As we study these passages keep in mind what the Bible has already told us about the incarnation. In Isaiah 7:14 and 9:6 we are told that God will become a human being and what some of the characteristics of the incarnation will be. In John 1:14 we have the New Testament perspective on that: God becoming man. As we study these passages we’ll be using an inductive method, sometimes called the “OIA” method: O for observation, I for interpretation and A for application.
1 Long ago God spoke to our ancestors in many and various ways by the prophets, 2 but in these last days he has spoken to us by a Son, whom he appointed heir of all things, through whom he also created the worlds. 3 He is the reflection of God’s glory and the exact imprint of God’s very being, and he sustains all things by his powerful word. When he had made purification for sins, he sat down at the right hand of the Majesty on high, 4 having become as much superior to angels as the name he has inherited is more excellent than theirs.
Questions for Discussion
1-2a: What is the contrast the writer to the Hebrews (herein after referred to as H) develops here? Is this merely a sequence of revelation or is more being said?
2b: Just how “big” is the Son here?
3a: What is the relation of the Son to God in this passage?
3b: Put this in more contemporary language. How does this relate to the natural sciences?
3c: What images might this line call up to the minds of the recipients of the letter to the Hebrews? What does it call to your mind?
4: Why might H be arguing the superiority of Jesus? Why to angels? Is this relevant today?
9 But we do see Jesus, who for a little while was made lower than the angels, now crowned with glory and honor because of the suffering of death, so that by the grace of God he might taste death for everyone. 10 It was fitting that God, for whom and through whom all things exist, in bringing many children to glory, should make the pioneer of their salvation perfect through sufferings. 11 For the one who sanctifies and those who are sanctified all have one Father. For this reason Jesus is not ashamed to call them brothers and sisters, 12 saying, “I will proclaim your name to my brothers and sisters in the midst of the congregation. I will praise you.” 13 And again, I will put my trust in him”. And again, “Here am I and the children whom God has given me.”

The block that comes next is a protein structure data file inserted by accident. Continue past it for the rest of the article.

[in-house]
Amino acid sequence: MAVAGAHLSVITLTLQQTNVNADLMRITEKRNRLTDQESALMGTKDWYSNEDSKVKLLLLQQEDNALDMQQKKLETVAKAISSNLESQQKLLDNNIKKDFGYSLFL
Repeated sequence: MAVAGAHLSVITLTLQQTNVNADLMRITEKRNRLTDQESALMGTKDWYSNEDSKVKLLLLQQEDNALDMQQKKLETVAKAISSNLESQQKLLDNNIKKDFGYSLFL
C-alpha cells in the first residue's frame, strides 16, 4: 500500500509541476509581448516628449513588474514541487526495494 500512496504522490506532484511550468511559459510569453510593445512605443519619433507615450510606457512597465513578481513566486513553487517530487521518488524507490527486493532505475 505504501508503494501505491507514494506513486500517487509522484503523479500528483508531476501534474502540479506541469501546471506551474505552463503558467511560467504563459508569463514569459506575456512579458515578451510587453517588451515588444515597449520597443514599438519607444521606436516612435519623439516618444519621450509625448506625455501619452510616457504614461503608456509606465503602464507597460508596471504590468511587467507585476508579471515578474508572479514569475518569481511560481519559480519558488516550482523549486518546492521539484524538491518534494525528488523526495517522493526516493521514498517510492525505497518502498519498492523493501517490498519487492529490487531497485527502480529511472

14 Since, therefore, the children share flesh and blood, he himself likewise shared the same things, so that through death he might destroy the one who has the power of death, that is, the devil, 15 and free those who all their lives were held in slavery by the fear of death. 16 For it is clear that he did not come to help angels, but the descendants of Abraham. 17 Therefore he had to become like his brothers and sisters in every respect, so that he might be a merciful and faithful high priest in the service of God, to make a sacrifice of atonement for the sins of the people. 18 Because he himself was tested by what he suffered, he is able to help those who are being tested.
Questions for Discussion
9: What all do we learn about Jesus from this verse? What “theology" is suggested here?
10: Why is death and suffering so important in this passage?
11-12: What association is H making in “holy” and “brothers”?
13-14: How does the image of “children," "death," and the "devil" illumine the idea of incarnation for us?
15-18: How does H show the everyday character of the incarnation here?
Describe a way you could express the incarnation (indirectly) in one of your days of teaching, research or service at the university.
Have you experienced an “incarnational” professor anywhere? What made him/her incarnational?
Image courtesy of Fr Lawrence Lew, O.P. on flickr.